When Clancy Brown showed up as Frank's old commander, I thought that was a relatively benign role to bring Clancy Brown in for. Ha, I was more right than I knew, but I have to get one right every once in awhile.

Karen (Deborah Ann Woll) and Foggy's (Elden Henson) progressions were kind of interesting. Foggy, obviously, came into his own in terms of gaining confidence in himself. He's always had the ability to prepare, and the knowledge, but he needed Matt to sell it to a jury or a client. Now maybe he doesn't, which raises the question of whether he and Matt will remain friends. Foggy seemed to have a much lower tolerance for Matt's shit as he became less reliant on him.

As for Karen, this shift of her to becoming a reporter, a columnist was not something I expected. I can sort of see it, given her own experiences with people trying to frame her for murder, with Matt and Foggy fighting for her and others like her, and her helping them. Finding the truth, not letting people in power cover it up for their benefit, it would fit. Especially after she admitted to Matt how uncomfortable she was with some of the contortions the truth takes in the justice system, the way lawyers bend it. I'm not sure what all her time close to Frank will do. She seemed to think if she helped him find answers, Frank would stop killing, and she was very wrong. The truth she found was unpleasant to her, and while I think she will still pursue it, I'm not sure how it'll change her perspective on things going forward.

It was hard to look at the season as anything other than Matt failing on basically every level. He let his friends down on the Castle case, he didn't stop Castle. He was able to get through to Elektra, I guess, but ultimately wasn't able to keep her out of the Hand's clutches. Fisk is rebuilding his power from within prison. Matt seems to be continuing to ruin Claire's (Rosario Dawson) life by getting her involved in his problems. The moment when he decides to just hurl Nobu off a damn roof seemed significant, in light of his attempts to not kill people, and stop Frank from doing so. But maybe he figured the Hand had already died, so it doesn't count (or he was sticking to his, 'just this once' idea he pitched to Frank). He didn't object to Frank unleashing a torrent of headshots. I assume he's going to try and pick up the pieces of his practice and friendships, but he's going to have to deal with the knowledge he was ready to chuck it all in a trash can - including being Daredevil - to go run around the world with Elektra.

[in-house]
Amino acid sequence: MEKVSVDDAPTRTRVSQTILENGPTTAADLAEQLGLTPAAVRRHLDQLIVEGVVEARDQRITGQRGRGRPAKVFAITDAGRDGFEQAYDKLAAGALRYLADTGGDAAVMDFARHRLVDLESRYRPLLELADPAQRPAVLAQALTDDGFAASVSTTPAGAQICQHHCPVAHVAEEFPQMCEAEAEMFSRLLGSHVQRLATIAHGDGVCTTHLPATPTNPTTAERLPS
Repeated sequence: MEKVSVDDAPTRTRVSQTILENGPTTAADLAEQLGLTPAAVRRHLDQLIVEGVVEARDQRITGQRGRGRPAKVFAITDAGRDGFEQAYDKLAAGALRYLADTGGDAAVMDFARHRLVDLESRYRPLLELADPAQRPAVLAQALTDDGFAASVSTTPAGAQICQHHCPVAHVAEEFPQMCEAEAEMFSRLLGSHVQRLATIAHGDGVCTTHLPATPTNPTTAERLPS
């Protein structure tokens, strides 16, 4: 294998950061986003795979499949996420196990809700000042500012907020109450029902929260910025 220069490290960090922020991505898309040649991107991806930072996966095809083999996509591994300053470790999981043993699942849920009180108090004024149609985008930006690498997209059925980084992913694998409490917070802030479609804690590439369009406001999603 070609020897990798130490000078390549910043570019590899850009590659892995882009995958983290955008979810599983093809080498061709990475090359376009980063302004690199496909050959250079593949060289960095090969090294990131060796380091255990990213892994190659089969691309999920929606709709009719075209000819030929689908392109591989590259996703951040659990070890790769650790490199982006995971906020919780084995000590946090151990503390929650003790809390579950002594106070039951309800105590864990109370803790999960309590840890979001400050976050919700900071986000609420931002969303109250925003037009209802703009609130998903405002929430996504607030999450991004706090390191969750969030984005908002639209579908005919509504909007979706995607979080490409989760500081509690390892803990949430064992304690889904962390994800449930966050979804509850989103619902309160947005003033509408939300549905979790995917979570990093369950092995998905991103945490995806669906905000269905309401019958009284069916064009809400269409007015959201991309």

On the whole, there were some parts I liked, other parts (mostly involving the Hand) I didn't care for. I didn't like it as much as Luke Cage overall, but I also didn't think it was as thin in places as Luke Cage. There were enough plates in the air I didn't feel as much padding. Some of the fight scenes were pretty good, others less so. Matt fighting his way down the building full of angry bikers; Frank against all those guys in the prison, those were fun. But all the kick-flippy fights with the Hand blur together after awhile. Any one of them on its own was fine, but collectively they all were pretty similar.


B. S. Denton said...

I thought the Punisher take was amazing as a younger Gulf War reboot; excited for the announced series.

CalvinPitt said...

B.S. Denton: It definitely grew on me as a take on Frank as the series progressed. I didn't even remember they were going to do a series for him until about a week ago. I'll have to wait and see on that.